The overarching setting for Criss Cross is Seldem, a small Midwestern town. The town feels small and suburban but readers are never quite told precisely where Seldem is or the year it takes place (although the textual references to popular music and technology would indicate no later than the mid-1970s). However, in sharp contrast to the geographical vagueness, the emotional and interpersonal settings are captured in precise details. When Hector goes to the basement of the Presbyterian church for his guitar lessons, for example, Perkins provides many striking details. When Lenny goes into his family’s basement with his father to retrieve a broken washing machine, the picture comes into sharp relief.

As a general rule, the more emotionally important the setting is to the characters and to their transformations, the more specifically and vividly the setting is realized. The characters do not think about the actual year because it plays little or no role in their emotional landscapes. However, the dimensions of the Lenny’s truck’s front seat are both physically precise and emotionally flexible. Only three people can fit, but the meaning of that space varies markedly according to who is there, where they are sitting, what time of day or night it is, and so on.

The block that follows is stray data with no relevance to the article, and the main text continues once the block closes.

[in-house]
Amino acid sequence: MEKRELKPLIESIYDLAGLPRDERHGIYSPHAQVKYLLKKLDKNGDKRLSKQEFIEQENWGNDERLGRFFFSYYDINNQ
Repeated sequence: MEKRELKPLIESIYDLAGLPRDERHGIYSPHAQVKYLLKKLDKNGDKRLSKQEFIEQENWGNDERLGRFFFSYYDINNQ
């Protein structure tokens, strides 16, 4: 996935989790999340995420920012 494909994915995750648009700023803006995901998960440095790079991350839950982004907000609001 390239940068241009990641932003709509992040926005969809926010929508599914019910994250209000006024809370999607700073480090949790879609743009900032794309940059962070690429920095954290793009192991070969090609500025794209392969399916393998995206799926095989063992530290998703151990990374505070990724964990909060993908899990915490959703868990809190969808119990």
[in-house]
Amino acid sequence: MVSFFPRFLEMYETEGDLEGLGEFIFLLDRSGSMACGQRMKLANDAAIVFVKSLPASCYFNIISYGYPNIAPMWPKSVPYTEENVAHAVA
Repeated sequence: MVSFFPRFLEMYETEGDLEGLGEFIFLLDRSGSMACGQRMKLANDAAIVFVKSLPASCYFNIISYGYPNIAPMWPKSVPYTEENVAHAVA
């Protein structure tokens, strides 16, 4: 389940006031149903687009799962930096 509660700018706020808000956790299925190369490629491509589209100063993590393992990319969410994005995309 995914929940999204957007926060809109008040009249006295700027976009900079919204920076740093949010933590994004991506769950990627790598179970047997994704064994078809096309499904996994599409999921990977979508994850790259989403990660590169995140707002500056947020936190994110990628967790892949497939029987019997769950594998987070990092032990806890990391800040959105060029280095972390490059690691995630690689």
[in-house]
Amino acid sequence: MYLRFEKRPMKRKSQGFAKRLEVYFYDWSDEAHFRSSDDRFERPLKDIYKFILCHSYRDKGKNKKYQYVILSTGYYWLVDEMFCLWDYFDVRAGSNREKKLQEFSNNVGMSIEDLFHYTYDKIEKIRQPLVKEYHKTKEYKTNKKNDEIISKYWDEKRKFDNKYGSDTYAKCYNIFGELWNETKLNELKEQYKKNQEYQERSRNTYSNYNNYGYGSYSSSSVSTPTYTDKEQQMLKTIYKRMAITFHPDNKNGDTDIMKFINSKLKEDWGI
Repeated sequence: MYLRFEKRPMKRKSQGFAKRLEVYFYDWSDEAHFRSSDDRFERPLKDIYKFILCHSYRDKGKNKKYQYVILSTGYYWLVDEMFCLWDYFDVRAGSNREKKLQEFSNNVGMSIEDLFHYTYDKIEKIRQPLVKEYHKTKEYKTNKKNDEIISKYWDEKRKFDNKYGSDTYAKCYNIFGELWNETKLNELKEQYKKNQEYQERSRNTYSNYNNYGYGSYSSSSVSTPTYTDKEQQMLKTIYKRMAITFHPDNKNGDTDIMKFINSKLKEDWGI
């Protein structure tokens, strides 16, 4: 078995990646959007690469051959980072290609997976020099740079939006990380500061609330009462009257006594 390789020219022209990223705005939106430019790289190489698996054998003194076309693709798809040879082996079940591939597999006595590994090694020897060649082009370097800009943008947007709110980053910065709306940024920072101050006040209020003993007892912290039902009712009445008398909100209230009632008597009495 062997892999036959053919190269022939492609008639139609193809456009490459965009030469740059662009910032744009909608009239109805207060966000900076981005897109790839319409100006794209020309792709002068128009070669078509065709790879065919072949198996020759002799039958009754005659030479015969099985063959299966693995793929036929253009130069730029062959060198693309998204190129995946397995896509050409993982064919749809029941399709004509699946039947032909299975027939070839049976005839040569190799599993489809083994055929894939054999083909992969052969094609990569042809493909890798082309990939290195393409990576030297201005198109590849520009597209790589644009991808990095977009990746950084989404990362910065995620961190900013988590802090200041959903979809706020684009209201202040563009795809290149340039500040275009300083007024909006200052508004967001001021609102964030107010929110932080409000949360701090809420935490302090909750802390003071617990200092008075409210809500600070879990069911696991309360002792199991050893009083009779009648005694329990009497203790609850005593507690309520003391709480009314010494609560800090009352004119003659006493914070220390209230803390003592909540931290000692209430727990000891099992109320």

The two things that come through clearly about Seldem are its small size and the related factor of how close everyone is to everyone else. The teens in this novel can walk everywhere, and what is more, they have walked everywhere in Seldem. The non-Catholics discuss what happens at the Catholic church; it is both an accepted part of their world and a kind of entertainment that is taken for granted. Seldem feels intensely known, and part of what gives readers this sensation is the way that seemingly independent actions by characters continually bump into one another. Whether it is two groups meeting by accident at the Tastee-Freez, or Debbie and Patty seeing Hector run by with a bag of garbage from the routine, these characters overlap. Finally, then, Seldem is less a place than this specific set of people and the places where they interact.

Criss Cross Bibliography

Barstow, Barb. 2006. “Private I.” School Library Journal, March, pp. 66-68.

“Criss Cross.” 2005. Kirkus Reviews, August 11, p. 920.

“Criss Cross.” 2005. Publishers Weekly, October 31, p. 58.

Duncan, Virginia. 2006. “Lynne Rae Perkins.” Horn Book Magazine, Volume 82, July/August, pp. 385-87.

Engberg, Gillian. 2005. “Perkins, Lynne Rae Criss Cross (review).” Booklist, October 15, p. 47.

Heppermann, Christine M. 2005. ”Criss Cross.” Horn Book Magazine, Volume 81, September/October.

Jacobs, James, Judith Mitchell, and Nancy Livingston. 2007. “2006 U.S. Children’s Literature Award Winners.” The Reading Teacher, Volume 60, Number 4, pp. 386-397.

Perkins, Lynne Rae. 2006. “Newbery Medal Acceptance Speech: Gifts From Fellow Travelers.” Children & Libraries: The Journal of the Association for Library Service to Children, Summer/Fall, pp. 8-11.